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  • liam
    replied
    Originally posted by rubdos View Post

    Good enough for most work related things and some light gaming (let's say Minecraft and co), but when you go into flight simulators (flightgear) or a game like Kerbal Space Program, you'll love to have a decent GPU.

    Of course, that's the kind of games/programs you play/run on a desktop with a dedicated GPU, but it would be nice to fly my flightgear-777-200ER on my laptop some times. It was a lot worse on my 3rd gen Intel GPU, but this 5th gen could be better.

    That's the main reason people tend to like discrete graphics: to turn them off when they don't used them, turn them on when they want to have a bit more frames and shadows.

    By the way, it seems like Intel drivers are a lot better under Windows than under Linux, especially if you compare to the AMDGPU drivers with respect to their Windows counterparts.
    The intel gpus are better than that.
    They've really negated the need for dgpu for laptops in all but a few circumstances (gaming laptops--people still buy those?---or mobile workstations). I would like to see intel price their iris/iris pro line somewhat cheaper and power gate them a bit better so that you'd see them offered in more laptops. Ideally, they would just power gate whole slices under certain conditions so that you could fit one of those big igpus in a 15-17W envelope while letting them run full power when it's plugged in and/or being actively cooled.

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  • liam
    replied
    Originally posted by rubdos View Post

    Good enough for most work related things and some light gaming (let's say Minecraft and co), but when you go into flight simulators (flightgear) or a game like Kerbal Space Program, you'll love to have a decent GPU.

    Of course, that's the kind of games/programs you play/run on a desktop with a dedicated GPU, but it would be nice to fly my flightgear-777-200ER on my laptop some times. It was a lot worse on my 3rd gen Intel GPU, but this 5th gen could be better.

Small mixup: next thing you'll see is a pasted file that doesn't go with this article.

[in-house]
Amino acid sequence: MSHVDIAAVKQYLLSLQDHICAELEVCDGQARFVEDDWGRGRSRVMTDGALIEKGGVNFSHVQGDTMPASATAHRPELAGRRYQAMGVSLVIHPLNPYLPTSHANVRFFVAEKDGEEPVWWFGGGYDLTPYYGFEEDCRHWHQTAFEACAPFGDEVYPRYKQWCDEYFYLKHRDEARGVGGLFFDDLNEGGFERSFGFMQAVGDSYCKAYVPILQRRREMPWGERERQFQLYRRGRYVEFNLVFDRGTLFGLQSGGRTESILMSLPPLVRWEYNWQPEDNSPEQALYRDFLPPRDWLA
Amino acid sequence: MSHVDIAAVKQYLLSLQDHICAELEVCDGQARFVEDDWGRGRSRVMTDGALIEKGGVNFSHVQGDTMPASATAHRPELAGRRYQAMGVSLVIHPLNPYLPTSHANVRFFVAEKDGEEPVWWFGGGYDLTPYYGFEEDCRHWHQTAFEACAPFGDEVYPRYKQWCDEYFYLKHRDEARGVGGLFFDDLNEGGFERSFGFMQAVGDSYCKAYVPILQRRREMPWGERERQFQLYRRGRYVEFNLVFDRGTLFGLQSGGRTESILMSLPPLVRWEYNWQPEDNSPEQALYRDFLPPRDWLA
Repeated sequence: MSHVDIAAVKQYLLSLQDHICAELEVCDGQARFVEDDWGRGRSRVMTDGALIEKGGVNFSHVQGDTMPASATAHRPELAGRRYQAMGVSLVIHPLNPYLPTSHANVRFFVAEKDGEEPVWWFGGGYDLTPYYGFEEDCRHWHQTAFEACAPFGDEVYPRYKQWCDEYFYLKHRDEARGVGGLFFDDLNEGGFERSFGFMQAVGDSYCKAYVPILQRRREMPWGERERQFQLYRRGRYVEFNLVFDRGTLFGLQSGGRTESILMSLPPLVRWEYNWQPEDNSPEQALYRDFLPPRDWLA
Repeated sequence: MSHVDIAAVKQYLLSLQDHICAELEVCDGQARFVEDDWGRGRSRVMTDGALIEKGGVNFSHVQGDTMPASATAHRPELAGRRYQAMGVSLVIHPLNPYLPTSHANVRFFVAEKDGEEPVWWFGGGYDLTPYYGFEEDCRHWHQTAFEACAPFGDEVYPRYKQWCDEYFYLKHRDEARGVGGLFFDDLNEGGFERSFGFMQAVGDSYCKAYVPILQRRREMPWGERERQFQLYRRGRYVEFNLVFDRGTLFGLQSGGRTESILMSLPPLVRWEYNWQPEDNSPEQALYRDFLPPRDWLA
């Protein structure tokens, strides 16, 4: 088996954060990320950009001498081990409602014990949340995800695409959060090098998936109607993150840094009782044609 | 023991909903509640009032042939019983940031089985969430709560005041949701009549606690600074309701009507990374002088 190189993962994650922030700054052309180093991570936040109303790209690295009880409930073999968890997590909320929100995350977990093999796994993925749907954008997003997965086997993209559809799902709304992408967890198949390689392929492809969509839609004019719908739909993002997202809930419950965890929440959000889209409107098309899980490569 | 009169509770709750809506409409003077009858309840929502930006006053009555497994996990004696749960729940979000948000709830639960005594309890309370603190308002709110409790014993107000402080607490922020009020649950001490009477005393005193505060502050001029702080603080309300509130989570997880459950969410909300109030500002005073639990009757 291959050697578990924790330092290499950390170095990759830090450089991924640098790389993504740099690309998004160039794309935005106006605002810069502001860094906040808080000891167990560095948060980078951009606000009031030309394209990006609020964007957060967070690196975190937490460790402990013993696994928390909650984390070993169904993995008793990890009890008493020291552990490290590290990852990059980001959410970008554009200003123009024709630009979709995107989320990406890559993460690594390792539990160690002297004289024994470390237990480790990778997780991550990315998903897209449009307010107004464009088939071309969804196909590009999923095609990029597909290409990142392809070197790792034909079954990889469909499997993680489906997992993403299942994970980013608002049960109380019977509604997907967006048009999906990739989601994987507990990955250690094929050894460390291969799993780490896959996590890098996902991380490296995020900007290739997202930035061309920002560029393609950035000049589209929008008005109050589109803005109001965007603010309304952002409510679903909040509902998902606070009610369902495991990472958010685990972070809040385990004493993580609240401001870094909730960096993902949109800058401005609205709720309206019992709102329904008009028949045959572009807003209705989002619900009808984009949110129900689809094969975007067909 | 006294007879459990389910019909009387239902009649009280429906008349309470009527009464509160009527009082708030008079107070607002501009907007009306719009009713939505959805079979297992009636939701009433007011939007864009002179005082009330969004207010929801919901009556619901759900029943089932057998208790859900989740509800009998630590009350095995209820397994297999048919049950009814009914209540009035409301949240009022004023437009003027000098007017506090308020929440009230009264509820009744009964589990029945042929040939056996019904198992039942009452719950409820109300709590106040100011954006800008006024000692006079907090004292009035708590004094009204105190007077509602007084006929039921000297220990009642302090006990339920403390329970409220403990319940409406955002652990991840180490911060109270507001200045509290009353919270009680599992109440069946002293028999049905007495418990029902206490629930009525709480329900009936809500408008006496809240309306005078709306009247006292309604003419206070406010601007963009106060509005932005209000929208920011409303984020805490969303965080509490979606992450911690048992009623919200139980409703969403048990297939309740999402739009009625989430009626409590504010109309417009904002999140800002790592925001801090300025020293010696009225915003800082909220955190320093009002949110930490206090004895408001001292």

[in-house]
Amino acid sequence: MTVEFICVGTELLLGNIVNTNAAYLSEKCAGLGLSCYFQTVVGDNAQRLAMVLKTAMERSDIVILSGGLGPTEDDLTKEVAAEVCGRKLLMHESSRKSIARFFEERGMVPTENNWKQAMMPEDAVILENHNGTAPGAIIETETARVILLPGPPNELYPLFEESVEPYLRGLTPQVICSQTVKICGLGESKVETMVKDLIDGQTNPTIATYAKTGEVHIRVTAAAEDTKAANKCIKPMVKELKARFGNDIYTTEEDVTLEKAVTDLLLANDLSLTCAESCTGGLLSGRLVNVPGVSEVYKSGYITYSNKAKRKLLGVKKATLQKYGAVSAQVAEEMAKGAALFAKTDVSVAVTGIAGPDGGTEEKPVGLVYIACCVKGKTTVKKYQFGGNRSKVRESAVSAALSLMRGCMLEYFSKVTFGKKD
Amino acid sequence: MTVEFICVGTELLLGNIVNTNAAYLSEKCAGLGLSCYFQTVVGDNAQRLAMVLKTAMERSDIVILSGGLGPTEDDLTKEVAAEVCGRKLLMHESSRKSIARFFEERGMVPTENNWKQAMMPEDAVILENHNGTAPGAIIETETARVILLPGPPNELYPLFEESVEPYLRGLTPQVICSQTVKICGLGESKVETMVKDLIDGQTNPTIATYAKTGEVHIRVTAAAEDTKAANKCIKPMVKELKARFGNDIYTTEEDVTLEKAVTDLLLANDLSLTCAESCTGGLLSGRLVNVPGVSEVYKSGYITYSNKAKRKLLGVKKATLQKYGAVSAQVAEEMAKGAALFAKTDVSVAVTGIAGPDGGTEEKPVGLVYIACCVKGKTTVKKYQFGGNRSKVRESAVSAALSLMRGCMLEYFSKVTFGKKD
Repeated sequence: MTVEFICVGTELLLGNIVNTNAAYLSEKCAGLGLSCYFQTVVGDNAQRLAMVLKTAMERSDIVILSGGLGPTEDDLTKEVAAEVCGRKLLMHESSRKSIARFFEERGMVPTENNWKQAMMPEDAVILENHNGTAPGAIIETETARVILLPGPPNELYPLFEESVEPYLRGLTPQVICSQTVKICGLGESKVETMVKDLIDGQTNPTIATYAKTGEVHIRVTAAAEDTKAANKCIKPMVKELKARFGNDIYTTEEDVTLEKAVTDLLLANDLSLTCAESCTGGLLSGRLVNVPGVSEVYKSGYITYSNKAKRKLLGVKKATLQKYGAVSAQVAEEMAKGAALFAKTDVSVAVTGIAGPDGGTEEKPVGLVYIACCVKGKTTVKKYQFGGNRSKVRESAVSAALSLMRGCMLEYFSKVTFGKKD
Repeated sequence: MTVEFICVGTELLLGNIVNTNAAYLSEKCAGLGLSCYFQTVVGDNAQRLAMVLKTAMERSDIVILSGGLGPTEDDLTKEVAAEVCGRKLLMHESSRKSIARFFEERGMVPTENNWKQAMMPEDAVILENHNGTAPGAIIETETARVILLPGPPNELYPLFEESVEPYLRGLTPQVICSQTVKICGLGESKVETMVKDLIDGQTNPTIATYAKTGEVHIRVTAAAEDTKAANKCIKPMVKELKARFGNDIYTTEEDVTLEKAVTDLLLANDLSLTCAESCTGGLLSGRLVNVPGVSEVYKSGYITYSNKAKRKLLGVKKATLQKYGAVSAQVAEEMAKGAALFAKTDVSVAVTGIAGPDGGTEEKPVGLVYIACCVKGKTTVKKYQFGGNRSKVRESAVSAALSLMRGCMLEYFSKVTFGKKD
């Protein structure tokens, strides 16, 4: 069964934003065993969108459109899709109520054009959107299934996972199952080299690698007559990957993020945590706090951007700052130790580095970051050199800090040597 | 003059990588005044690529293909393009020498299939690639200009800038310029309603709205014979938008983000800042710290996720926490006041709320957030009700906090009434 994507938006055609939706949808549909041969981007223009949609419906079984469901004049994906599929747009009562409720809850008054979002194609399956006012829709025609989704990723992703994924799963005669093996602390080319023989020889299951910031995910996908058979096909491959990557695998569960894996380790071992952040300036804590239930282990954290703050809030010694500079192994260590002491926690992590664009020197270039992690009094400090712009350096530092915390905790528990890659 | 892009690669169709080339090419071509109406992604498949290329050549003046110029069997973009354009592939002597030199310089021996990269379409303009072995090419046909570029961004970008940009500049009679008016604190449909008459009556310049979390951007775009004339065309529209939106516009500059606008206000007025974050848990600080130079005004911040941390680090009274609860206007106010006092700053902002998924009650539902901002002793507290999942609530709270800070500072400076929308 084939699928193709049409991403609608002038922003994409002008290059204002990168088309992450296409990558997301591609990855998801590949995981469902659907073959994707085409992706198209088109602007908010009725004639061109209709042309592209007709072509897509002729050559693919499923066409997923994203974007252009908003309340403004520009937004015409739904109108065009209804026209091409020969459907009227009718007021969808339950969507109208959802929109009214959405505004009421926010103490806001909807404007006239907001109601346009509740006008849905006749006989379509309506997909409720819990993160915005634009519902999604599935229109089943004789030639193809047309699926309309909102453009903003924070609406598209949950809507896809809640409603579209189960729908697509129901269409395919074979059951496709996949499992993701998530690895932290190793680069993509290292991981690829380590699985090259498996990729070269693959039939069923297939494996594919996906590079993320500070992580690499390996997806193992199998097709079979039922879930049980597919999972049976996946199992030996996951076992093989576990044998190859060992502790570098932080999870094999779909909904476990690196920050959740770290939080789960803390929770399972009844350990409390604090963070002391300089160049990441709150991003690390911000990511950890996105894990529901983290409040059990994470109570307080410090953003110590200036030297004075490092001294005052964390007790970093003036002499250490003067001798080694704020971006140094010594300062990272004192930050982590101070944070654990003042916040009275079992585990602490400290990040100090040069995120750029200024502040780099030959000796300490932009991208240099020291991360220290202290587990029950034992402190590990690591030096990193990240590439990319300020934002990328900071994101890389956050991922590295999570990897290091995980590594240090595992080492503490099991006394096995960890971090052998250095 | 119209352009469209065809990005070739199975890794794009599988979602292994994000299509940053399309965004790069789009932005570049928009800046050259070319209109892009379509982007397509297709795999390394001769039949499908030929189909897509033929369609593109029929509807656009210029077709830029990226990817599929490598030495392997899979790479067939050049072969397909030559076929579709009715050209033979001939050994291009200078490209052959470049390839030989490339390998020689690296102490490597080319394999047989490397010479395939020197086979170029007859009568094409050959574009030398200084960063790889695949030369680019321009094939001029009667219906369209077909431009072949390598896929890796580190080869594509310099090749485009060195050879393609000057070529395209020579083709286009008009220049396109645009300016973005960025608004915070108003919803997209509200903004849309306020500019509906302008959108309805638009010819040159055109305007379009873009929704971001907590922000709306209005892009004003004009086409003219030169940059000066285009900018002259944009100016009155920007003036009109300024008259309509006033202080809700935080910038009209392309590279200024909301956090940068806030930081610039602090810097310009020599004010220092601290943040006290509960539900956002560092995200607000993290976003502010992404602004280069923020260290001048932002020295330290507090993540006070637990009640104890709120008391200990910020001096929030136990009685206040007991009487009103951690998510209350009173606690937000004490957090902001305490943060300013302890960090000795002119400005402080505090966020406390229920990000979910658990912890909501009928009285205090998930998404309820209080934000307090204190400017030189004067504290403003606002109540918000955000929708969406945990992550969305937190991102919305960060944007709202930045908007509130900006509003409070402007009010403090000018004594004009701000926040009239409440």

That's the main reason people tend to like discrete graphics: to turn them off when they don't used them, turn them on when they want to have a bit more frames and shadows.

    By the way, it seems like Intel drivers are a lot better under Windows than under Linux, especially if you compare to the AMDGPU drivers with respect to their Windows counterparts.
    The intel gpus are better than that.
    They've really negated the need for dgpu for laptops in all but a few circumstances (gaming laptops--people still buy those?---or mobile workstations). I would like to see intel price their iris/iris pro line somewhat cheaper and power gate them a bit better so that you'd see them offered in more laptops. Ideally, they would just power gate whole slices under certain conditions so that you could fit one of those big igpus in a 15-17W envelope while letting them run full power when it's plugged in and/or being actively cooled.

    Leave a comment:


  • torsionbar28
    replied
    Originally posted by duby229 View Post
    Thank You. I been saying that same thing for so long. It's so good to hear someone else say it too.The fact is linux users have to do research about hardware -before- they buy. It's been that way for decades!
    If you decide to DIY and load an unsupported OS, then the onus is on YOU to do the compatibility research and testing. Why people can't seem to grasp this concept I don't understand.

    Buying a Windows Peecee and then whining that Linux doesn't work on it is no different from buying a Microsoft XBox and whining that it won't play your Sony Playstation games.